The stunning sale of a Leonardo da Vinci painting Wednesday night for $450.3 million might be good news for the mystery buyer who will now get to put “Salvator Mundi” on his or her wall. But some art experts say they have questions about it.
Jodi Cranston, an art history professor at Boston University, said the mammoth sale price for the picture, whose authenticity some have questioned, was “surprising.”
“It’s a little concerning, I guess I’d say,” she said. “I don’t know if this is a start of a trend or not. That’s a price that most museums could not pay. We’re starting to see the movement of artworks back into closeted collections, where the general public will never see these artworks.”
“It makes me kind of furrow my brow a little bit,” she said. “Public institutions are struggling financially, so how can they compete?”
She also said that there are mixed opinions in the art history community on the painting’s authenticity.
Simon Schama, the prominent English art historian, is among the skeptics, tweeting Wednesday, “Whatever % of Salvator Mundi is Leonardo it’s just not that much of a painting.”
Dare one say this? Whatever % of Salvator Mundi is Leonardo it's just not that much of a painting.— Simon Schama (@simon_schama) November 15, 2017
Frank Fehrenbach, an art history professor at the University of Hamburg, said da Vinci, like other major Renaissance painters, had other painters collaborating in his studio.
“We know from contemporary sources that Leonardo — especially after 1500 — invented ideas for compositions in drawings which others developed into paintings in a number of different versions,” Fehrenbach said in an e-mail. “Sometimes, these sources say, he came by and added a few brushstrokes. This is most probably what happened with the “Salvator Mundi” painting - at best!”
“In its present state, the protagonist looks like a grumpy relative of Mona Lisa on botox,” he quipped.
Cranston said she, too, though she hasn’t seen the picture in person, questioned whether it was a real da Vinci.
“It’s probably either kind of a studio product or by a student . . . or just a Leonardo in really bad shape,” she said.
Nancy Netzer, professor of art history and director of Boston College’s McMullen Museum, said the price paid for the painting was “certainly staggering,” and she wondered about its authenticity, too.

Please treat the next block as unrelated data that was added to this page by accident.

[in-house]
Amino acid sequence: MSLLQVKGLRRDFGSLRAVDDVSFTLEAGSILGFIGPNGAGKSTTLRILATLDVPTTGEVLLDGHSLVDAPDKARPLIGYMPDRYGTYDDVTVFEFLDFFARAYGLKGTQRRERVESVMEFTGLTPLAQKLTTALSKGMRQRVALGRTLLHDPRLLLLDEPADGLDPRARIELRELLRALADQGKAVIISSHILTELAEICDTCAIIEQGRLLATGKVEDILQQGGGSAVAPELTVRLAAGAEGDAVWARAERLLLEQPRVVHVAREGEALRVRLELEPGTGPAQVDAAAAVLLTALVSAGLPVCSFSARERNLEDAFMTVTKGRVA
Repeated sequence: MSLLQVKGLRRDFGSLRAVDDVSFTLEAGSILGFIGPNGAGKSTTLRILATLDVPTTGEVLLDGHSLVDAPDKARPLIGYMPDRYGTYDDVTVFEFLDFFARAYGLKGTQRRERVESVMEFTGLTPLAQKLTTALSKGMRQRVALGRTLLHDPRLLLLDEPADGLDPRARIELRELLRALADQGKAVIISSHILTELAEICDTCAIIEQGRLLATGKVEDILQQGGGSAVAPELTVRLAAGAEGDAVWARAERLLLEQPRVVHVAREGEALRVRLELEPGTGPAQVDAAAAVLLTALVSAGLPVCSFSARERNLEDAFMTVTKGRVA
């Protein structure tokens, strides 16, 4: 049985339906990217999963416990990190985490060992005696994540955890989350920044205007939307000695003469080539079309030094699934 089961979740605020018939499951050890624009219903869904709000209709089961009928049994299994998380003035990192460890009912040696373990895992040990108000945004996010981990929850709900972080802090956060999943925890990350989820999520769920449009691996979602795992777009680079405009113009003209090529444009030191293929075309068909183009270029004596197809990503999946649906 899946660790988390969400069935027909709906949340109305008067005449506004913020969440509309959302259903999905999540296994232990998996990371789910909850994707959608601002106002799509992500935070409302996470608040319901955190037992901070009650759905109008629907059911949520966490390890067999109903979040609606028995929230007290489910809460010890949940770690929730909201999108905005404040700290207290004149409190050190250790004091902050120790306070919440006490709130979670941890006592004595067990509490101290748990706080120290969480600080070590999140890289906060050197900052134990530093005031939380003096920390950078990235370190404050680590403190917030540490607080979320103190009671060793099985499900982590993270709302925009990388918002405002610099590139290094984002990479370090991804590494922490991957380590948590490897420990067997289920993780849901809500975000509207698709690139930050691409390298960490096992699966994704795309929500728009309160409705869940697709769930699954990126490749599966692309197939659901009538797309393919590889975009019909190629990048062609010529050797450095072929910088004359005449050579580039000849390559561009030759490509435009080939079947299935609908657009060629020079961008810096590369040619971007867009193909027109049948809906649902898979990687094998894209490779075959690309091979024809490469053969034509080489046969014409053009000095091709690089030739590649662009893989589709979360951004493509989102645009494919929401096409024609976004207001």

“I don’t know whether this painting is authentic or not, but it does pose vexing problems. ... The one thing that I’d be concerned about is that because it has commanded such a high price, I wouldn’t want that to — but suspect it could — cut off future research into both the authenticity and condition of the work.”
The price paid for the painting was a record for any work of art sold at auction. Christie’s, which auctioned the painting, billed it as “the Last da Vinci,” calling it the only known painting by the Renaissance master in a private collection. About 15 others are in museums.
The marketing of the painting also has raised some concerns, with Christie’s enlisting an outside agency for the first time to tout it and putting it on sale in its contemporary auction, rather than its Old Masters auction, apparently to fetch a higher price.
Artnet News reported that this fall’s New York auctions being held in a frenzy this week could top the $1 billion mark in sales, higher than last year’s fall season, though spring season sales totaled $1.6 billion.
At the time Artnet News posted its article, the da Vinci was priced at $100 million, though the site predicted presciently that “there are sure to be fireworks.”
Mukti Khaire, a Cornell University professor who is an expert in the art business, said the da Vinci sale showed “the extent to which art is a ‘business’ . . . and that systematically studying markets for art and other cultural goods . . . through a business and entrepreneurship lens can yield new insights.”
Don Thompson, a professor at the Schulich School of Business at York University in Canada who specializes in art economics, said the art market crashed with the rest of the economy during the Great Recession, but since 2013, it has fully recovered. It’s “healthy, and it’s cruising along,” he said.
High prices are being paid, particularly for contemporary art, because “there’s a lot of money in the world, and there are more new billionaires every year than there is quality new art,” he said.
He said the da Vinci sale was unique, part of the “super-premium, museum-quality, wow” segment of the art market.
Museums, which can build their reputations with such works, often compete for them.
“What [the sale] does do is raise the plausible limit for a star work,” said Thompson, whose latest book is “The Orange Balloon Dog: Bubbles, Turmoil and Avarice in the Contemporary Art Market.”
He said he expected the buyer’s name to be released at some point.
“Nobody pays that price to lock it away as an investment. You buy it as a feature piece for a wall in a museum or in a very large, opulent home,” he said.